Jess Commons | Deputy Editor | Thursday, 12 November 2015

The #Struggle Of Trying To Throw Out Clothes When You\\\\\\\'re A Hoarder

The #Struggle Of Trying To Throw Out Clothes When You're A Hoarder

The Debrief: Do you get sweaty palms and palpitations every time you have to chuck something out? Yep us too.

One time my friend Grace told me, in all seriousness, that one day in many years, I would be that person who lived in a rabbit warren of tunnels made from my own stuff in my own house because I just couldn’t bear to throw anything out. Grace has got about 32 coats but, you know, whatever, I’m the hoarder.

The trouble with being a hoarder in today’s diabolical living situations is that there’s simply no room to take up hoarding as a full-time hobby. Four bedrooms, five housemates and one small cupboard under the stairs? You’ve barely got enough room for a bed. Let alone your moth-eaten jumper collection from that year you worked in a vintage store.

And so, I had to learn to start throwing things out, under duress from my housemates. Apparently, using the house’s one tiny landing as ‘an extra wardrobe’ kind of cramped their style. Which seems fair. Although the added aggro when I put it off for yet another month made my impending task a little daunting fucking terrifying. Here’s what I found out.

You’ll impress yourself with your hoarding skills

Like, if there was a hoarding Olympics I could definitely qualify and come at least fourth. Behind Russia, China and America who always win everything anyways (topical joke there). But seriously, I had a pair of knickers from when I was in Year 7. That was like 15 years ago.

Not only am I impressed with myself for keeping something for such a long time without losing it, I’m also impressed with the quality of cotton products from yesteryear. Pants I’ve bought in recent times last about three wears before giving up the ghost under my ever-expanding ass. Top work M&S of the year 2000, top work.

You’ll feel a little sick at how much money you’ve spent over the years

Because once you start adding things up: £20 for that top, £30 for those jeans, £15 for that top that’s still got the tag on it (retch) you’ll realise that had you been a little more refined when it came to your shopping habits, you could have bought a three bedroom house in Neasden by now. And a dog. And a round-the-world trip with a month’s layover in each of the world’s most expensive cities.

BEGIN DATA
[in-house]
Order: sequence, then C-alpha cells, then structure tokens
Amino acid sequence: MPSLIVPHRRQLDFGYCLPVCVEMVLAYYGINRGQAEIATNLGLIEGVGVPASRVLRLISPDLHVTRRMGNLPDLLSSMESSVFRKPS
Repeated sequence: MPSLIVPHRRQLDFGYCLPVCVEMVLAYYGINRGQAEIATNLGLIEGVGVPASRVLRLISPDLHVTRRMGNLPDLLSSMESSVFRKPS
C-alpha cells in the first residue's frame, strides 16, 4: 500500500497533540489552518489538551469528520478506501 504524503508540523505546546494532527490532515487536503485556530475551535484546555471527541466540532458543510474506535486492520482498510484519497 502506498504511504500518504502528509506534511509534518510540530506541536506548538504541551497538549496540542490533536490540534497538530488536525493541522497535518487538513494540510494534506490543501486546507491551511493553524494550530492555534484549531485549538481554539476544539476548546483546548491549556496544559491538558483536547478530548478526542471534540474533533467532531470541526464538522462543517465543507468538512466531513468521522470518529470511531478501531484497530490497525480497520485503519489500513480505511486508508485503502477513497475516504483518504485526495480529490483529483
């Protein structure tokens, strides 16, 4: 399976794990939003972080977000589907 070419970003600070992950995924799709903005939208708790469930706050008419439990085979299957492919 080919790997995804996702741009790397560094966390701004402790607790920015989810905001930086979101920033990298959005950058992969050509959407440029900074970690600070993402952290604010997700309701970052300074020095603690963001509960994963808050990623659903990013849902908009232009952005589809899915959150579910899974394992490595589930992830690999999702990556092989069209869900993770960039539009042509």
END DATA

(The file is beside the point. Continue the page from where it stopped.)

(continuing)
Mate. Chuck it all, give it to charity and head to your nearest Buddhist temple to cleanse yourself of your horrible consumerist practices.

Just because you bag stuff up, doesn’t mean it disappears

A fun trick I like to play on myself is to turn out all my clothes, chuck them in bin bags and then leave the bin bags in the hallway for the rest of my life.

See, what I’ve done there is get out of throwing stuff out on a technicality. The objects in question are out of my wardrobe and out of my chest of drawers, but I haven’t actually allowed them to leave the house. Which means I don’t have to deal with the crushing anxiety of having my fancy dress costume from 2008 (nu-raver since you ask) ripped away from me.

Your flatmates will hate you all the harder and your house will start looking like a second home for Stig of the Dump, but your wardrobe will look FAB.

You can talk yourself into anything

If you wanted to sabotage your life, you could easily do it. Turns out Outer You is just a giant pawn in Inner You’s game of life and can be convinced to do anything, no matter how little logic lies in it. Think about the lies Inner You has told Outer You when it comes to getting out of bed: ‘Oh work won’t mind if you’re two hours late’ and ‘Yep, no really, people applaud your cockiness when you show up after lunch’.

When it comes to chucking out clothes, Inner Me has managed to convince Outer Me not to throw things out for the following terrible and erronous reasons: a) I will fix the holes in the bottom of my sock one day with a real needle and thread; b) One day I will fit back into that halterneck that’s still got squash stains on it from the Year 8 disco and c) Acid wash is in.

All false.

You’ll make mistakes

I still mourn for the pair of high-waisted flared jeans I declared were ‘lame’ and kicked to the kerb along with a bunch of sweaty old T-shirts and odd socks. Ain’t no getting those bad boys back. Couldn’t have thrown away the Von Dutch trucker cap instead, could I now?

Like this? Then you might also be interested in:

In Defense Of Wearing Black All Day, Every Day

The Great Saga That Is Purchasing Your Winter Coat

The Trouble With Trying To Dress All 70s

Follow Jess on Twitter @Jess_Commons